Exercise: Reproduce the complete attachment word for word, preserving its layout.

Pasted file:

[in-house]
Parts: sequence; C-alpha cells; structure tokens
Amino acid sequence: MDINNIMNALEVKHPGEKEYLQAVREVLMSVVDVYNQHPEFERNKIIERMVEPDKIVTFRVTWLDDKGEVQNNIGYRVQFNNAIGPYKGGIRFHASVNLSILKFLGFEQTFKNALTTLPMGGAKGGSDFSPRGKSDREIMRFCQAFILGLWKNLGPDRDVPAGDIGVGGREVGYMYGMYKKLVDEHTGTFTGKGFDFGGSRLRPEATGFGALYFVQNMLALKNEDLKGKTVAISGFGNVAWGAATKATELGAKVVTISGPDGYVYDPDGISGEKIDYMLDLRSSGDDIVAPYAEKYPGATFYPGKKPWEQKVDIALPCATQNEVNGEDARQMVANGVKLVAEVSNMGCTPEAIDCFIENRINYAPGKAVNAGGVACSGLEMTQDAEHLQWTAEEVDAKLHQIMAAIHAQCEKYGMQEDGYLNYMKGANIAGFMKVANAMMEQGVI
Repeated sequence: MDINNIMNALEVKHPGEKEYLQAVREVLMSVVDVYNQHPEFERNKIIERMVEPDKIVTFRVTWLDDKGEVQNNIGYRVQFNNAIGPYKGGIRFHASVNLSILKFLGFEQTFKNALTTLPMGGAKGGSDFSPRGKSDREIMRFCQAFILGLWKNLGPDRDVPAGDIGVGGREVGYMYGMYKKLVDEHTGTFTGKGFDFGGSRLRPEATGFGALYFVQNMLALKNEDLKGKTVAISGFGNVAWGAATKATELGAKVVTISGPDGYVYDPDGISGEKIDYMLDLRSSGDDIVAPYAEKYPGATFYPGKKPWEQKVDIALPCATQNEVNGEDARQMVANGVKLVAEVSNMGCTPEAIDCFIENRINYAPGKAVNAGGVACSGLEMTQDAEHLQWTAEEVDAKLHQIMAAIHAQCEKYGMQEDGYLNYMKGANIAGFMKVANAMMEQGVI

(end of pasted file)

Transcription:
[in-house]
Parts: sequence; C-alpha cells; structure tokens
Amino acid sequence: MDINNIMNALEVKHPGEKEYLQAVREVLMSVVDVYNQHPEFERNKIIERMVEPDKIVTFRVTWLDDKGEVQNNIGYRVQFNNAIGPYKGGIRFHASVNLSILKFLGFEQTFKNALTTLPMGGAKGGSDFSPRGKSDREIMRFCQAFILGLWKNLGPDRDVPAGDIGVGGREVGYMYGMYKKLVDEHTGTFTGKGFDFGGSRLRPEATGFGALYFVQNMLALKNEDLKGKTVAISGFGNVAWGAATKATELGAKVVTISGPDGYVYDPDGISGEKIDYMLDLRSSGDDIVAPYAEKYPGATFYPGKKPWEQKVDIALPCATQNEVNGEDARQMVANGVKLVAEVSNMGCTPEAIDCFIENRINYAPGKAVNAGGVACSGLEMTQDAEHLQWTAEEVDAKLHQIMAAIHAQCEKYGMQEDGYLNYMKGANIAGFMKVANAMMEQGVI
Repeated sequence: MDINNIMNALEVKHPGEKEYLQAVREVLMSVVDVYNQHPEFERNKIIERMVEPDKIVTFRVTWLDDKGEVQNNIGYRVQFNNAIGPYKGGIRFHASVNLSILKFLGFEQTFKNALTTLPMGGAKGGSDFSPRGKSDREIMRFCQAFILGLWKNLGPDRDVPAGDIGVGGREVGYMYGMYKKLVDEHTGTFTGKGFDFGGSRLRPEATGFGALYFVQNMLALKNEDLKGKTVAISGFGNVAWGAATKATELGAKVVTISGPDGYVYDPDGISGEKIDYMLDLRSSGDDIVAPYAEKYPGATFYPGKKPWEQKVDIALPCATQNEVNGEDARQMVANGVKLVAEVSNMGCTPEAIDCFIENRINYAPGKAVNAGGVACSGLEMTQDAEHLQWTAEEVDAKLHQIMAAIHAQCEKYGMQEDGYLNYMKGANIAGFMKVANAMMEQGVI